Tanzania, like many other countries, was hit hard by the Covid-19 pandemic with its economy shrinking from the growth of 6.8 percent in 2019 to 4.8 in 2020 and 4.9 percent in 2021, according to the National Bureau of Statistics.
The East African country did not go on lockdown, allowing economic activities to move on during the pandemic.
When President Hassan was sworn in as the new president last March, following the death of her predecessor John Pombe Magufuli, she changed the approach to the pandemic, calling for citizens to take preventive measures to curb the spread of Covid-19.
Among other things, she utilised the borrowing opportunities from multilateral lenders keen to aid response to Covid-19.
“I have also used that money for health. Covid-19 means treating people at the level of villages. So, I have constructed about 350 health centres using that money plus modern equipment,” President Hassan said.
Zanzibar’s Minister for Education and Vocational Training, Ms Lela Muhammed Mussa recently explained how the Covid-19 relief money helped in improving the education sector in the isles.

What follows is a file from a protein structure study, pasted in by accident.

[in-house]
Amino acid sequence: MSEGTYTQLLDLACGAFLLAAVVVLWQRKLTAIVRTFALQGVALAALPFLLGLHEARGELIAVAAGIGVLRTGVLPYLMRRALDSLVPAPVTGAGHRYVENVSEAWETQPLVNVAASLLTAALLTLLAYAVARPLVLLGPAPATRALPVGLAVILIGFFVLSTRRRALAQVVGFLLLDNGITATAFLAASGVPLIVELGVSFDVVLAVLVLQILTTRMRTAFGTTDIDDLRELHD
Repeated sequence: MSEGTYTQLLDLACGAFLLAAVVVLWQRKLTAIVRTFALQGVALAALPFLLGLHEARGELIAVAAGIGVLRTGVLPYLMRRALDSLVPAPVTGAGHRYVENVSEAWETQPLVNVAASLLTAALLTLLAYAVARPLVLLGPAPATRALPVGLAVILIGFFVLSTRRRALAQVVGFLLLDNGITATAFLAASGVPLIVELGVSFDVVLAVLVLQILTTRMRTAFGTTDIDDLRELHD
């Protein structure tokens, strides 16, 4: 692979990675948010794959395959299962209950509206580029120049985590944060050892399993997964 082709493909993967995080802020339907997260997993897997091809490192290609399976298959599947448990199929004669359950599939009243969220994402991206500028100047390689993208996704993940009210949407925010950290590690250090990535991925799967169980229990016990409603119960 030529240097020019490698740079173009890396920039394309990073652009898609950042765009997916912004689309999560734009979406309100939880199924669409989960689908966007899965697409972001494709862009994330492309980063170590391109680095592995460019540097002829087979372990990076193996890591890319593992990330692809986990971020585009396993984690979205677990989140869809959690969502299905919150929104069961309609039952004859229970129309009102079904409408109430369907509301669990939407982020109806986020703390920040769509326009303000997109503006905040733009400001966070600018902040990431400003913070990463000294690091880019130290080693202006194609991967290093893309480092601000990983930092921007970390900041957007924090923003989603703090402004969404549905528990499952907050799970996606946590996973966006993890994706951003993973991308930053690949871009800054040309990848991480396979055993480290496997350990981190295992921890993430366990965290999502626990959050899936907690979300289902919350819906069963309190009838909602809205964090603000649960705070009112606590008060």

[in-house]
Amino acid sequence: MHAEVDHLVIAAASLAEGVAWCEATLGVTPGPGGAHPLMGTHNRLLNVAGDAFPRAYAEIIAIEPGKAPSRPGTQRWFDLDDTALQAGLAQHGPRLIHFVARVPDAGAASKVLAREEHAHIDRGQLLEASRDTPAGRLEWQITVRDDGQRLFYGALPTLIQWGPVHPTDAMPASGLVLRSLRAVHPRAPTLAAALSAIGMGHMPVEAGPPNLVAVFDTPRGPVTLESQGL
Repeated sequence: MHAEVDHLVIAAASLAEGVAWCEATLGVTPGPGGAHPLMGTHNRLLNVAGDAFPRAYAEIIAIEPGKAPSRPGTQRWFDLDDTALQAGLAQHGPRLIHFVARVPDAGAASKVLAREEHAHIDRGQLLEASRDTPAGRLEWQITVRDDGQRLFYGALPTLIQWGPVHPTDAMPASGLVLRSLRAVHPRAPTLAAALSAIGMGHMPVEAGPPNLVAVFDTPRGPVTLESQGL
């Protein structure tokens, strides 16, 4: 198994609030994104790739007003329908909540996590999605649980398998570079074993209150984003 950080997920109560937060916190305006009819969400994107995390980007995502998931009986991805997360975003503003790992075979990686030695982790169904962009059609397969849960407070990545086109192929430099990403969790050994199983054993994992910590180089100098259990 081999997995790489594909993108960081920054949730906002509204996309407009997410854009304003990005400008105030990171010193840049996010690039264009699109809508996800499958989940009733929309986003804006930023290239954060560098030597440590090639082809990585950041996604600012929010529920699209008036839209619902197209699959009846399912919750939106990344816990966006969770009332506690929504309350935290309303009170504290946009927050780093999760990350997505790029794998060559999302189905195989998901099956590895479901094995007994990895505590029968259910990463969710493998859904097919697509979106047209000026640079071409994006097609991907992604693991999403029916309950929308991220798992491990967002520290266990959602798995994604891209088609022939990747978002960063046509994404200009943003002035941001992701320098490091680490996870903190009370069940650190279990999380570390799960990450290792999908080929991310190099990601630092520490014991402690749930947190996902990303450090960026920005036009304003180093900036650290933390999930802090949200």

According to her, Zanzibar received Sh68 billion for education.
“This money will help in addressing challenges around infrastructure in the education sector,” she said, adding that some 1,131 classrooms would be built, including 10 new schools in both Unguja and Pemba. The classrooms are expected to accommodate 50,895 new students at the ratio of 45 per classroom, she said.
She said the money would help the Zanzibar government to deliver the ruling party manifesto for 2020-2025.
The schools that benefited from the financing from the IMF say they are now counting to expand the infrastructure and enroll more students. “Our school benefited from the Covid-relief money which has helped a lot,” said a Dar es Salaam-based teacher who did not want to be named.
“We added new classrooms that did not only decongest our school but also made us have extra rooms. We are now considering enrolling students for the advanced level of secondary school,” he said.
For others, the new classes which were maiden buildings in new schools, meant to save the pupils from long walking distances, to access schools.